Daimon Robotics secures angel round, plans to make ‘adaptive’ humanoid robots

Daimon Robotics started out by targeting use cases that are easy to handle for AGVs or forklifts but prove difficult for human carriers.

Daimon Robotics (戴盟机器人), a developer of mobile humanoid robots, has raised tens of millions of yuan from an angel round, backed exclusively by Kinzon Capital, with the proceeds going toward product R&D and mass production.

Founded in December 2021, the Shenzhen-based startup is dedicated to the design and manufacturing of general-purpose humanoid robots that can truly meet needs for commercial adoption.

Applications include smart manufacturing, logistics and commercial services, among others.

Daimon Robotics chose to venture into humanoid robotics after its founder and CEO Duan Jianghua made many trips to manufacturing companies.

Although many factories utilize a large number of AGVs, AMRs and unmanned forklifts to automate their operations, he found that humans still play an indispensable role.

Despite the technologies at their disposal, factories continue to rely on frontline employees to manually load materials onto transportation vehicles or handle materials and parts.

This has served as a wake-up call to Duan, who founded Daimon Robotics together with Dr. Wang Yu, a professor best known as the founding father of Robotics Institute of HKUST alongside Li Zexiang, legendary mentor of DJI.

Wang wears multiple hats. He is also former chairman of IEEE Robotics and Automation Society.

Something in between

According to Duan, the reality at many factories calls for a type of robot that is highly adaptive and capable of learning to perform tasks by itself.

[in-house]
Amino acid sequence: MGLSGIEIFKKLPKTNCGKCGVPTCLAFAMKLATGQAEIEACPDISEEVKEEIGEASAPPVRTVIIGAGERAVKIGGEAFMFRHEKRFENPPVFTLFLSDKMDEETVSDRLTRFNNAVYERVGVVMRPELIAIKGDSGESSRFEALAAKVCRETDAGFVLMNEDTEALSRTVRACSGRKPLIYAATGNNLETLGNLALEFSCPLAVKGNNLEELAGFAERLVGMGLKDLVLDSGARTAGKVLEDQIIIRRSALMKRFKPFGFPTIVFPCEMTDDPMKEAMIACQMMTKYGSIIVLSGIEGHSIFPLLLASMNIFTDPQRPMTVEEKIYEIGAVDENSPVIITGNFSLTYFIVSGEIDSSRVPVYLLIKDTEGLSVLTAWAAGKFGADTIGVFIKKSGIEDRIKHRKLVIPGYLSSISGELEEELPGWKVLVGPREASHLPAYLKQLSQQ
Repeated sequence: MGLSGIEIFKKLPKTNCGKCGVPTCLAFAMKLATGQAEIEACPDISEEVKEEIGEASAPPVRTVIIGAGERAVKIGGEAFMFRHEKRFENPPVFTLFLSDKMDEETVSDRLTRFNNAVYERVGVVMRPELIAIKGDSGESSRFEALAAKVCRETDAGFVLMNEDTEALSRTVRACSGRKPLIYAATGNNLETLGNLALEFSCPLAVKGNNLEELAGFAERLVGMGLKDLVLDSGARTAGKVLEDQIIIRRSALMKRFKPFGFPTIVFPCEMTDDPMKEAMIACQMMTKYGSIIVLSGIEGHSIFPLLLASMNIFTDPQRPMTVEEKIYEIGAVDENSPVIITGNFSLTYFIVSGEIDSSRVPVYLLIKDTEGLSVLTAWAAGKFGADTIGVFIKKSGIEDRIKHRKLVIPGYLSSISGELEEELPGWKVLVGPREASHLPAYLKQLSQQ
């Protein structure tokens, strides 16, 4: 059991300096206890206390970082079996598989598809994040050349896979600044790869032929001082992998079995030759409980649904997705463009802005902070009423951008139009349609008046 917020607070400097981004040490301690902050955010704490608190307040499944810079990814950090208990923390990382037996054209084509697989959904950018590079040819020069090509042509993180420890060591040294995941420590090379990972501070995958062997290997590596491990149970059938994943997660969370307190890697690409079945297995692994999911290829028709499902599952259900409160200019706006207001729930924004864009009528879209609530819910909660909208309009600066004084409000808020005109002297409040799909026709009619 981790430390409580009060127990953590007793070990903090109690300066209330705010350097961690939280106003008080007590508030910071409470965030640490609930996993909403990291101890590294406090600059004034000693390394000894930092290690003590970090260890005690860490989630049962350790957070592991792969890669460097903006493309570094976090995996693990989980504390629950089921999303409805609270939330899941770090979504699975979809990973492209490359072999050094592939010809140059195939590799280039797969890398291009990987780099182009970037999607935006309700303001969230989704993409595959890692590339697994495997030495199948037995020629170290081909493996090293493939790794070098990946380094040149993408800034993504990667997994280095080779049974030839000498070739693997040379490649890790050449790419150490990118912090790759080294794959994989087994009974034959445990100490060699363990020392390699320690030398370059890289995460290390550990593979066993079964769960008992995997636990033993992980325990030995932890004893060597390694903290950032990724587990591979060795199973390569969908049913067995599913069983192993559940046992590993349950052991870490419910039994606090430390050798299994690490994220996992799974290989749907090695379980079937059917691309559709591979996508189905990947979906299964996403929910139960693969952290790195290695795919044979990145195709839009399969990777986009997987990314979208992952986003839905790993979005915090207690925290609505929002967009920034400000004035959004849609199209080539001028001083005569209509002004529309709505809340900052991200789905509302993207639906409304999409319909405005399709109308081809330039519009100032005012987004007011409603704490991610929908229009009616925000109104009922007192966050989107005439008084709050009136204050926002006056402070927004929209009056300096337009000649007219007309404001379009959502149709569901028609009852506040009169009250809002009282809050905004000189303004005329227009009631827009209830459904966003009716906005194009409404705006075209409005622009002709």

“[It] can move autonomously while also executing commands with agility,” said Duan, who received his doctorate from the Chinese Academy of Sciences and is a postdoctoral fellow at HKUST.

Daimon Robotics started out by targeting use cases that are easy to handle for AGVs or forklifts but prove difficult for human carriers.

As an alternative, it came up with a humanoid robot sitting on a mobile chassis.

The robot possesses dual arms that can grip and move objects of different sizes and weights, and set them down at different heights of shelves or storage racks within factories or warehouses.

Image credit: Pexels

Daimon Robotics said this device is highly adaptive to multiple scenarios, such as the electronic, new energy and semiconductor industries, where flexible material transferring is required.

The startup announced it had partnered with several leading companies, without specifying.

Fine motor skills

Following the mobile humanoid transporter, Daimon Robotics this year will launch its second such product, but with extra agility in its hands.

The new release is expected to replace humans in performing fine motor skills in delivery of commercial services.

Yao Haibo, founding partner at Kinzon Capital, the financial backer, said the venture fund had “systemically” researched and invested into several companies before the humanoid robot sector gained exposure.

“We believe the former chairman of IEEE Robotics and Automation Society and a CEO with research, engineering and executive skills, will make a powerful match and create some chemistry,” said Yao. “[And that will] help Daimon become the country’s first truly commercialized humanoid robot company.”

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Ni Tao

Ni Tao is the founder and editor-in-chief of cnrobopedia. Prior to cnrobopedia, he had a full decade of experience with a major state-run English-language newspaper as a tech reporter and opinion writer. He is also a communications specialist, having provided consultancy services to established firms like Siemens, Philips, ABinBev, Diageo, Trip.com Group (Nasdaq: TCOM, HK: 9961), Jianpu Technology (NYSE: JT) and a handful of domestic startups. A graduate of Fudan University, he writes widely about China's business and tech scenes and other topics for global publications including South China Morning Post, SupChina, The Diplomat, CGTN, Banking Technology, among others, and tries to impart his experience to students at Fudan University Journalism School, where he is a part-time lecturer. When he's not writing about robotics, you can expect him to be on his beloved Yanagisawa saxophones, trying to play some jazz riffs, often in vain and occasionally against the protests of an angry neighbor. Get in touch with him by dropping a line at nitao0927@gmail.com.

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